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[266] tar, nor turpentine, nor masts, nor yards, nor bow-
chap. XII.} 1765 May.
sprits, nor coffee, nor pimento, nor cocoa-nuts, nor whale-fins, nor raw silk, nor hides, nor skins, nor pot and pearl ashes, to any place but Great Britain, not even to Ireland. Nor might any foreign ship enter a colonial harbor. Salt might be imported from any place into New England, New York, Pennsylvania, and Quebec; wines might be imported from the Madeiras and the Azores, but were to pay a duty in American ports for the British exchequer; and victuals, horses, and servants might be brought from Ireland. In all other respects, Great Britain was not only the sole market for the products of America, but the only storehouse for its supplies. Lest the colonists should multiply their flocks of sheep, and weave their own cloth, they might not use a ship, nor a boat, nor a carriage, nor even a packhorse, to carry wool or any manufacture of which wool forms a part, across the line of one province to another. They could not land wool from the nearest islands, nor ferry it across a river, nor even ship it to England. A British sailor, finding himself in want of clothes in their harbors, might not buy there more than forty shillings' worth of woollens. Where was there a house in the colonies that did not cherish, and did not possess the English Bible? And yet to print that Bible in British America would have been a piracy; and the Bible, though printed in German, and in a native savage dialect, was never printed there in English till the land became free.1 Thomas, History of Printing, i. 304, 305, repeats only what he heard. Himself a collector, he does not profess ever to have seen a copy of the alleged American edition the English Bible. Search has repeatedly been made for a copy, and always without success. Six or eight hundred Bibles in quarto could of hardly have been printed, bound,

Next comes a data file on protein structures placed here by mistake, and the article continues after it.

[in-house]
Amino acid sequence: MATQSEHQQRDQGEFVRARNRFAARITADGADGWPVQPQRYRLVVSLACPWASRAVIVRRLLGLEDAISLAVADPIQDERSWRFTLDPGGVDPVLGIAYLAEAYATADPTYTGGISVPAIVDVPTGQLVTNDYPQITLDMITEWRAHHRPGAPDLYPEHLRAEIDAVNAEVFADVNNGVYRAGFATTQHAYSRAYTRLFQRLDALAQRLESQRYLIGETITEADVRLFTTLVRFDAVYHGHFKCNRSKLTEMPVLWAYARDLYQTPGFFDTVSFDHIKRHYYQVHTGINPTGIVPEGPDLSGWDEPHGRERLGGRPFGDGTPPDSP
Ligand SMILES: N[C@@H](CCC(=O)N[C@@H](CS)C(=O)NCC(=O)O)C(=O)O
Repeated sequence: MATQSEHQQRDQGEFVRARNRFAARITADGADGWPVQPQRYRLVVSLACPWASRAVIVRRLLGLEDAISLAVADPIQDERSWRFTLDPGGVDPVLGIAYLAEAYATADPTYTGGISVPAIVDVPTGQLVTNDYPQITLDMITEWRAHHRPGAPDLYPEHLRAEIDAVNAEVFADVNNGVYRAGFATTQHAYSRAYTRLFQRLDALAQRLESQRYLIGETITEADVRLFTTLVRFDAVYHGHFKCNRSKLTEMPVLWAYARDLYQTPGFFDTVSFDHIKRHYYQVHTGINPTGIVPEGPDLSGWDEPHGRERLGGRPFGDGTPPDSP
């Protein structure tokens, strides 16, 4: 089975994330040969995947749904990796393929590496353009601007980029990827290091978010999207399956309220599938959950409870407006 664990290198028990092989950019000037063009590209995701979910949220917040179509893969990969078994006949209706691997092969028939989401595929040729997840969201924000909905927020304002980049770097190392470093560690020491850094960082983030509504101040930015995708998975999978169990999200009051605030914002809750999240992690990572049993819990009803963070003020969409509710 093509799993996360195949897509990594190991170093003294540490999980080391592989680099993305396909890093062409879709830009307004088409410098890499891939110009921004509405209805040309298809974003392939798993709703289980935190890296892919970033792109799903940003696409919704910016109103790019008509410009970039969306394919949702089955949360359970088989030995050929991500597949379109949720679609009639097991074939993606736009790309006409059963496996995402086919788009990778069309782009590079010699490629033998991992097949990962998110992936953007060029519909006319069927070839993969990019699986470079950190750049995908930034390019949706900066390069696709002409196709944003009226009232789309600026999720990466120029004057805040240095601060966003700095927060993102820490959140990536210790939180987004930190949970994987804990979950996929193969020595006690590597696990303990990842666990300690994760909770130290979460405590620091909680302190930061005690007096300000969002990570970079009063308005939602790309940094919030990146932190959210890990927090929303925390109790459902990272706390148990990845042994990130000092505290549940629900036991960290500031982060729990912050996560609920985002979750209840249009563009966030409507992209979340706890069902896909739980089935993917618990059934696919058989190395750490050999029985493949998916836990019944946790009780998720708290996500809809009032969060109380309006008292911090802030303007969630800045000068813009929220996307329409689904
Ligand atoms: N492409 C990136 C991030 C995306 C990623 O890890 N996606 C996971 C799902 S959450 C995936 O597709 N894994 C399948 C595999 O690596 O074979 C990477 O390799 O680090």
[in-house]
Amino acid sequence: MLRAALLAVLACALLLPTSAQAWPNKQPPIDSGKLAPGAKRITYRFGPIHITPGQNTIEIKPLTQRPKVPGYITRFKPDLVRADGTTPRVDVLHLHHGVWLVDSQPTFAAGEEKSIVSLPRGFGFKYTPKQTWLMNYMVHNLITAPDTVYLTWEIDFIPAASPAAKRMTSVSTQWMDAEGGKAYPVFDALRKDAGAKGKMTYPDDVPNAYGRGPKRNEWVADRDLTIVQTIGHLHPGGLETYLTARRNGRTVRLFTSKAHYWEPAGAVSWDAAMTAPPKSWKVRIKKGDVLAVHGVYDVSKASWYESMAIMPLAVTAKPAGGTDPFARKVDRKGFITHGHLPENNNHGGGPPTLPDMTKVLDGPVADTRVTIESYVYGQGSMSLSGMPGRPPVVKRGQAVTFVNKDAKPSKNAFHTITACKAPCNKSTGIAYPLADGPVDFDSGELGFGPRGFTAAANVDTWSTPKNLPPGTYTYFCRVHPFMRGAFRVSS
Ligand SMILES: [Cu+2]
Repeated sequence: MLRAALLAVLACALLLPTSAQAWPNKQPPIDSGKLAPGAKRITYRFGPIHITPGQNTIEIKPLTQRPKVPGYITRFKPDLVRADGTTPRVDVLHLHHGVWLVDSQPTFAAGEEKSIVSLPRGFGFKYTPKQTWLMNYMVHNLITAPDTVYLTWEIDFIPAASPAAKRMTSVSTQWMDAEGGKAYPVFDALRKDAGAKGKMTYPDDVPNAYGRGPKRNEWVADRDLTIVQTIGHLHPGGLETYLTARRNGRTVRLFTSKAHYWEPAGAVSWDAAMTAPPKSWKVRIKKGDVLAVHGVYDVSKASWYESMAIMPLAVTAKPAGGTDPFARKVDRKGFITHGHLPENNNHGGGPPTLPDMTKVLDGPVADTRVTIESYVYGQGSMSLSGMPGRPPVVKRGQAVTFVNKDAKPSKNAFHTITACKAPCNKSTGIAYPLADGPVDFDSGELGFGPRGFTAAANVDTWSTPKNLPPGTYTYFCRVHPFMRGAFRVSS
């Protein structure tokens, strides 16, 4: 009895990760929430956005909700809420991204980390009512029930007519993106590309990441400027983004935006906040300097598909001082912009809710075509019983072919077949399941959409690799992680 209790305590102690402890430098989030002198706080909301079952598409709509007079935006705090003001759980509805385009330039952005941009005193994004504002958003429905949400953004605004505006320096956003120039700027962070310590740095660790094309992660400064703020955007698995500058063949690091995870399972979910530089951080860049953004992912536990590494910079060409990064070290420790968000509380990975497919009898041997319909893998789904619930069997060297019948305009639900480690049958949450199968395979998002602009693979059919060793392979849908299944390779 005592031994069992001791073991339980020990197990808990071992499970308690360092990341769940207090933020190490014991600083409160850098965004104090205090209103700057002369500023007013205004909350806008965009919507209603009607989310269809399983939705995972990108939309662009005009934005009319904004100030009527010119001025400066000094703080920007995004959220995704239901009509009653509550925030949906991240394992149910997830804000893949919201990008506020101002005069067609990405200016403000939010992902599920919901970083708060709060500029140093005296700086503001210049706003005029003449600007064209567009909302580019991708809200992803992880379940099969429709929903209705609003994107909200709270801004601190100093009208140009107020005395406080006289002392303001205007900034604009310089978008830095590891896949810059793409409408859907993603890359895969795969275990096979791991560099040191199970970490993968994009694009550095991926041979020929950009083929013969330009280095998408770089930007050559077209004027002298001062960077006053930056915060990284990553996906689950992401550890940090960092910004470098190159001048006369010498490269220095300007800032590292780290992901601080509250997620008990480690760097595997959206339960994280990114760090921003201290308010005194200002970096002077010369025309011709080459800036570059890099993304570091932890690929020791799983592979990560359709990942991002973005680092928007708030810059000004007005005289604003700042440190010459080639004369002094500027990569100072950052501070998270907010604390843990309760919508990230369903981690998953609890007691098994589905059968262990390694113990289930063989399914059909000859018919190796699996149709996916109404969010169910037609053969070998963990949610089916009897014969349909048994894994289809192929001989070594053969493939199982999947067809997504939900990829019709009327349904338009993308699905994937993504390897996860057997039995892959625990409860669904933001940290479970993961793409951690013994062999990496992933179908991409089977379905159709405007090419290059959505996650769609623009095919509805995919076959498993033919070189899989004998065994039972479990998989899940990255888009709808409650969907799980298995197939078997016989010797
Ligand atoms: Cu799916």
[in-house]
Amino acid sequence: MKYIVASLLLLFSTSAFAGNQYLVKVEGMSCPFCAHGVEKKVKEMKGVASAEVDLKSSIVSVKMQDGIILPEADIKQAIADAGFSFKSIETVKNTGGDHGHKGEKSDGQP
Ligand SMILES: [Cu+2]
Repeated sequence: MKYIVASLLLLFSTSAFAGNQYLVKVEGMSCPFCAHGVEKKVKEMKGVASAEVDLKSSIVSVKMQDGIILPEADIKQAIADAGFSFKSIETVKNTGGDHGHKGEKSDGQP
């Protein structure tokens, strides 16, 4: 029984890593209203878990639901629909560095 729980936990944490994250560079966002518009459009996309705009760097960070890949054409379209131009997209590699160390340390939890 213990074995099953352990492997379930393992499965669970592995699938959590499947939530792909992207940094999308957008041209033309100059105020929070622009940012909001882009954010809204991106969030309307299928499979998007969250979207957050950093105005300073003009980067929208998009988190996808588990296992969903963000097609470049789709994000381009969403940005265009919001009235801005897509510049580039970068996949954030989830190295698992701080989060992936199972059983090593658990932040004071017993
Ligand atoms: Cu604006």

1 and sold in Boston, then a small town, undiscovered. Nor would they all have disappeared. The most complete catalogues of English Bibles enumerate no one with the imprint, which was said to have been copied. Till a copy of the pretended American edition is produced, no credit can be given to the second-hand story, which is more over at variance with the statement of Dr. Chauncy, the minister of the first church of Boston, at the time of the pretended publication.

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